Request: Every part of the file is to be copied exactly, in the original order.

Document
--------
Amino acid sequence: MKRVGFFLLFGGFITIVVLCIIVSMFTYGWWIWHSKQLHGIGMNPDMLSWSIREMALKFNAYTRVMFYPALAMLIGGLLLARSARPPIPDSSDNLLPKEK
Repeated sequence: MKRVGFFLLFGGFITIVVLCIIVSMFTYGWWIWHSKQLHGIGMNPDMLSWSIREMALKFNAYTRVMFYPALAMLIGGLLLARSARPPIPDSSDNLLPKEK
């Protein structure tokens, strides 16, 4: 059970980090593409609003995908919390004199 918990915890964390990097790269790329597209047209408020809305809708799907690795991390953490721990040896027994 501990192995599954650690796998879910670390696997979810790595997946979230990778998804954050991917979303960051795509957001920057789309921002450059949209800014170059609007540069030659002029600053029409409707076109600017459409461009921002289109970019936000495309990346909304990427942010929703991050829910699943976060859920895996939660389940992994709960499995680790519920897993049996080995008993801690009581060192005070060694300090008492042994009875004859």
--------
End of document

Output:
Amino acid sequence: MKRVGFFLLFGGFITIVVLCIIVSMFTYGWWIWHSKQLHGIGMNPDMLSWSIREMALKFNAYTRVMFYPALAMLIGGLLLARSARPPIPDSSDNLLPKEK
Repeated sequence: MKRVGFFLLFGGFITIVVLCIIVSMFTYGWWIWHSKQLHGIGMNPDMLSWSIREMALKFNAYTRVMFYPALAMLIGGLLLARSARPPIPDSSDNLLPKEK
């Protein structure tokens, strides 16, 4: 059970980090593409609003995908919390004199 918990915890964390990097790269790329597209047209408020809305809708799907690795991390953490721990040896027994 501990192995599954650690796998879910670390696997979810790595997946979230990778998804954050991917979303960051795509957001920057789309921002450059949209800014170059609007540069030659002029600053029409409707076109600017459409461009921002289109970019936000495309990346909304990427942010929703991050829910699943976060859920895996939660389940992994709960499995680790519920897993049996080995008993801690009581060192005070060694300090008492042994009875004859």